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« Coming to DVD: Charlie Bubbles (1967) | Main | Stills gallery from Bronco Bullfrog (1969) »

DVD Review: Charlie Bubbles (1967)

Bubbles_sleeve A British take on the existentialist movie, a new twist on the kitchensink drama. a very 60s road movie or a semi-autobiograpical tale of alienation? Make your own mind up about Charlie Bubbles.

It's certainly a memorable film, if only for the ending - but more about that later. Albert Finney is Charlie Bubbles, the northerner made good. In fact, very good. He's a millionaire author, living a lavish life in London - think servants, Rolls Royce, fine dining and public adoration. But he doesn't quite fit in. He's made his money writing about his northern upbringing and is still seen as the stereotypical northerner by 'the establishment', even if he does now travel in circles usually reserved for the great and the good. Yes, Charlie's loaded, but his life lacks a certain something.

After a drinking bout with fellow northern author Smokey Pickles (Colin Blakely), Bubbles realises he has forgotten a very important engagement - a trip back to Manchester to see his estranged wife Lottie (Billie Whitelaw), not to mention a trip to Old Trafford with his son Jack (Timothy Garland) for a Manchester United game. After a quick change and some food, he jumps into the Rolls with his personal secretary Eliza (Liza Minnelli in her first movie role), setting off on an overnight rive up north.


Will Charlie find what's missing from his life back in Manchester? Or has the he moved on from the gritty streets that made his fortune?

Charlie Bubbles is a fascinating film for a number of reasons, not least because it could be almost autobiographical for both director/star Finney and screenwriter Shelagh 'A Taste Of Honey' Delaney  both of whom made their names and fortunes from those dirty Mancunian streets of the 50s and 60s. Delaney's contribution here really shouldn't be underestimated, with some absolutely killer lines, particularly from the cameos from the likes of Alan Lake (as the hitchhiking RAF man) and Joe Gladwin as the hotel waiter (and old family friend). She also pens some great interaction between Charlie and wife Lottie, not to mention his secretary on the overnight drive. Finney's direction is pretty impressive too, particularly when it comes to contrasting the lavish life of London with the decaying streets of Salford and Manchester.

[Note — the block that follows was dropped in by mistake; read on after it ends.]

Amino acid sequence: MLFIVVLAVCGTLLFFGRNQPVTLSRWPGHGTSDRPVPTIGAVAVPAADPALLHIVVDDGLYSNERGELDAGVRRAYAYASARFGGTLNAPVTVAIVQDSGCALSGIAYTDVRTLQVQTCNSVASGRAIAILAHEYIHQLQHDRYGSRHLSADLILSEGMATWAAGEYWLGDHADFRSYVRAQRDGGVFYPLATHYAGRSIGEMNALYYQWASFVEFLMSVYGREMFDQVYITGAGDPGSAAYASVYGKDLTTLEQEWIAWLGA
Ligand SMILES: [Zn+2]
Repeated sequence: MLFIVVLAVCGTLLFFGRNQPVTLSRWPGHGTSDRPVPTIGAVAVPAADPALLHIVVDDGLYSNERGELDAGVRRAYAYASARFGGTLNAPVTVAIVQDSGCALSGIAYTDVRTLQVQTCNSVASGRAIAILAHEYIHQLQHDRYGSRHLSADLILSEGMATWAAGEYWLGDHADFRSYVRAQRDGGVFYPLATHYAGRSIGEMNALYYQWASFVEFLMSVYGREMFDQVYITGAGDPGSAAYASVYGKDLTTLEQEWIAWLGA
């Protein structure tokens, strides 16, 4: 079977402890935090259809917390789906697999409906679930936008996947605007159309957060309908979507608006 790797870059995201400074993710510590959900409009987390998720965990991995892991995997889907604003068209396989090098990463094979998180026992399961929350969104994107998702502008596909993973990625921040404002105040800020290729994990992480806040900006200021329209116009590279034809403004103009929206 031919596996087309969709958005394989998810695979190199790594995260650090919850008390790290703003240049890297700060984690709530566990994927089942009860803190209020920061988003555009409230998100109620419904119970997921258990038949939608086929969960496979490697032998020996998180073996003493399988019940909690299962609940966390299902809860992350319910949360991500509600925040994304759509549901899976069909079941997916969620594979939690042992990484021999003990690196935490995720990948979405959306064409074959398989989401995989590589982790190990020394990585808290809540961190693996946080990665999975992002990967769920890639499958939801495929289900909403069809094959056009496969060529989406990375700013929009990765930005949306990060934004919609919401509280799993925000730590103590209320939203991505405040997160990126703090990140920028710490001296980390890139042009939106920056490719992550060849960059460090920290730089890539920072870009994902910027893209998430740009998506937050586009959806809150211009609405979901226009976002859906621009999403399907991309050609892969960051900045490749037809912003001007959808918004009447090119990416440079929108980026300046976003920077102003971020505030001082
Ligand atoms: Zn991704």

And as a tale of alienation, it ticks the boxes too. Finney is a superbly downbeat actor and never better here as a man without roots, lost in London and an outsider in his hometown and from his family. Watch his discomfort in the capital and in the luxury hotel in Manchester, but above all, as he drives through the decaying streets in his Rolls, while his secretary snaps the suffering on the faces of the residents. There's a number of subtle touches too - for example, when he's watching the United game in a box, behind a larger glass screen, separated from the 'real' fans in the stadium.

Does Charlie eventually find his real home? Well, that final scene should set things straight. Whether it does or not is open to debate - it's an ending you'll either love as quirky and clever or hate as a complete cop out. I'll say no more - watch it and make up your own mind.

If you're expecting an action flick or a laugh out loud comedy, you're likely to be disappointed. If you fancy an intelligent 60s comedy drama that's big on character, striking to watch and deep enough to watch again and again, you'll find it here. One of Finney's finest moments and certainly worth picking up as a budget release.

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